What Does the Future Hold for Our Town Centres?

There’s no doubt, this is a tough time for our High Streets. The impact of lockdown, the change in customer’s buying habits, the rise and rise of online shopping as well as a general turn away from consumerism and wasteful manufacturing leave the 2020 shopping parade almost unrecognisable from just a few years ago.

You can trace the woes of the High Street back to the financial crash of 2008. The impact of internet shopping was already being felt and combined with the almost overnight freeze on lending, high rents and rates, increased wages and a huge drop in demand led to many old favourites disappearing – remember Woolies, Blockbuster, MFI, Zavvi, Threshers...?

What Has Happened to the High Street Since 2008?

Well since then things have become even tougher.

A report in July 2019 by The Guardian boldly predicted 53% of shopping will be done online by 2029. The Covid lockdown will accelerate that as people who previously shunned the web found that it had become essential to provide everything from food to entertainment, electronics to garden tools.

As Robert Luff explains “here in Worthing our town centre looks very different and we’ve escaped the worst of it – other areas have a much higher unoccupancy rate. But I’m hopeful, I think there could be some benefits.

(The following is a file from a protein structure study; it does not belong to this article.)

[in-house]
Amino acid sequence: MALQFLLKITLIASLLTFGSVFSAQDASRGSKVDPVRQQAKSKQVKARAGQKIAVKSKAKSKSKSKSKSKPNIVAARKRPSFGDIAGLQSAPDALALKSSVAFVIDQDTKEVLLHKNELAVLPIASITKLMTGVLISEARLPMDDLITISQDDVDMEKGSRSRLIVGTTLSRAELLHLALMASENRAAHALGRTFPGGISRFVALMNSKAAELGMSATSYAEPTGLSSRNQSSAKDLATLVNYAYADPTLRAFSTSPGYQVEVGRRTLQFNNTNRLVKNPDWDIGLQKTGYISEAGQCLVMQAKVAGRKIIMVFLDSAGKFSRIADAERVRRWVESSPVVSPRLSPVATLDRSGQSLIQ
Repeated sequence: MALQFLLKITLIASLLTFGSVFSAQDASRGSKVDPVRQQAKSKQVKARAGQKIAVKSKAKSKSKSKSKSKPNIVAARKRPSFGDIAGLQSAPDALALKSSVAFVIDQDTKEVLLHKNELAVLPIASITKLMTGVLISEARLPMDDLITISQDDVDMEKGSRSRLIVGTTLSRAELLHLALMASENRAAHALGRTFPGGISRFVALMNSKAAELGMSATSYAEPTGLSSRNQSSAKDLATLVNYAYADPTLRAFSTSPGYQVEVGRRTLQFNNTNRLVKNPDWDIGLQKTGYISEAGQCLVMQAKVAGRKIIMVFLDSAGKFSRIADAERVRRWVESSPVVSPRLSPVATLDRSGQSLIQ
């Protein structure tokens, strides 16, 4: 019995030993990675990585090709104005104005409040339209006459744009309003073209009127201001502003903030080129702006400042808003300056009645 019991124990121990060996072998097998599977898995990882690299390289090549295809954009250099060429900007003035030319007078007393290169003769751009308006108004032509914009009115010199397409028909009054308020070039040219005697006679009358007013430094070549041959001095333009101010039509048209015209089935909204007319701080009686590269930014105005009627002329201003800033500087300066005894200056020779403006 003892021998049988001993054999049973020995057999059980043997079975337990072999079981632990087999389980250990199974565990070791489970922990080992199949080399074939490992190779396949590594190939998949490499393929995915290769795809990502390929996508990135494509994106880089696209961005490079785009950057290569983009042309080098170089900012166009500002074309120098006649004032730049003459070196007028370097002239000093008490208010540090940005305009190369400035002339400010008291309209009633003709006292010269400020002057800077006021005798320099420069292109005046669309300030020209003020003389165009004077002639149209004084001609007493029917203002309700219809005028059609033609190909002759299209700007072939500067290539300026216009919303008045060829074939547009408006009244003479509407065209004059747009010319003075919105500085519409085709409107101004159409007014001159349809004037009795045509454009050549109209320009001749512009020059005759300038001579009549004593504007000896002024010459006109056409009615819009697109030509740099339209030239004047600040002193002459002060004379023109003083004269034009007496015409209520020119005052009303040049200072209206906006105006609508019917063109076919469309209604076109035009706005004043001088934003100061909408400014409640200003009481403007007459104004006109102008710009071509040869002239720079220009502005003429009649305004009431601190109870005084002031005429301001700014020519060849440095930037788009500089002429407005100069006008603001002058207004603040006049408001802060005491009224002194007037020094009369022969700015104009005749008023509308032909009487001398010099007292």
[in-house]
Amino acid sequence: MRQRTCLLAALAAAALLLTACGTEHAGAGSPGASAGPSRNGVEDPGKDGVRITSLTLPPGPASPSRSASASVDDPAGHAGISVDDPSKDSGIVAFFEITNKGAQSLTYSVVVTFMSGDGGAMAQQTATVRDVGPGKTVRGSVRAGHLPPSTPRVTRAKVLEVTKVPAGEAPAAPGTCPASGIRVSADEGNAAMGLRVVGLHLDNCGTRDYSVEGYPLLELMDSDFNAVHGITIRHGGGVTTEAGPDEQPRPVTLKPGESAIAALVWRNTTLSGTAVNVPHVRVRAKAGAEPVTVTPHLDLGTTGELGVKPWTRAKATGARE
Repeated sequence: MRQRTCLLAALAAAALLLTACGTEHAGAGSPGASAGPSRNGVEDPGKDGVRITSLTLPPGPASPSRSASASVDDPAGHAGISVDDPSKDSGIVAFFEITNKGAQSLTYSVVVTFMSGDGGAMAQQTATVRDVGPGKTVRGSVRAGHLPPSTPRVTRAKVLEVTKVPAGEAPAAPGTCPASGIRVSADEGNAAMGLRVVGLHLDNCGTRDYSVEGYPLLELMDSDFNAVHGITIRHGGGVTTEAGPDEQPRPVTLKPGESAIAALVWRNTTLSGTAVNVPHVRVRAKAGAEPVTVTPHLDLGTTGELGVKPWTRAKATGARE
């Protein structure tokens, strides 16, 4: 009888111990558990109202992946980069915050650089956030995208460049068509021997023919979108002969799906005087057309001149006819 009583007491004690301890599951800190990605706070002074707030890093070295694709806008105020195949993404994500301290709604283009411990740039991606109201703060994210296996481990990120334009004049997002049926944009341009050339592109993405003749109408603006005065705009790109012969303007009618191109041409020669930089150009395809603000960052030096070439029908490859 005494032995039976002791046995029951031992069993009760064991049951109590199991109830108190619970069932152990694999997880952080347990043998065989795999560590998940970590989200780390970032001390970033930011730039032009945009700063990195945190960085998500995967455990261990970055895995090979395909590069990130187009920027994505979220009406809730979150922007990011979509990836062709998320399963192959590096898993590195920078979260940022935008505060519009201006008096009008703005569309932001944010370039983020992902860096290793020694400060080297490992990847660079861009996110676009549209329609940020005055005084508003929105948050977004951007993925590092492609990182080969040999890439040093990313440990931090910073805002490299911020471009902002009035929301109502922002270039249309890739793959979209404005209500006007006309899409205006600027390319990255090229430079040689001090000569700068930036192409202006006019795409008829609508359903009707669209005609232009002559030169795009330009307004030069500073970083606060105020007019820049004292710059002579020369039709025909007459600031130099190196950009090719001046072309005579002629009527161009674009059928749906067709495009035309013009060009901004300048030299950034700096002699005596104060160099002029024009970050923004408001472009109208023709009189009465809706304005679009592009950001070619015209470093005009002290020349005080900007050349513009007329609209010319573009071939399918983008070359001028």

Rob goes on “there is a massive housing shortage across the south east. Many shops had empty stock rooms and rear areas that with improved supply chains, now aren’t needed. The days of carrying stock in all sizes and colours has gone. This spare ‘brownfield’ space can be converted back to housing. That will create new homes for local people right where they are needed. Plus all of those new owners and renters will become customers of the nearby shops.

There’s no doubt, the former retail space is tempting for developers. Although conversion isn’t always easy, many shops were themselves converted from residential property in the early 1900’s so putting things back as they were, with up to date features like energy efficiency and soundproofing shouldn’t be too daunting for a determined construction company.

When will this happen?

Its already started” says Rob, “but I expect it will really begin to increase pace in early 2021 when, hopefully the worst of the Covid crisis will be behind us.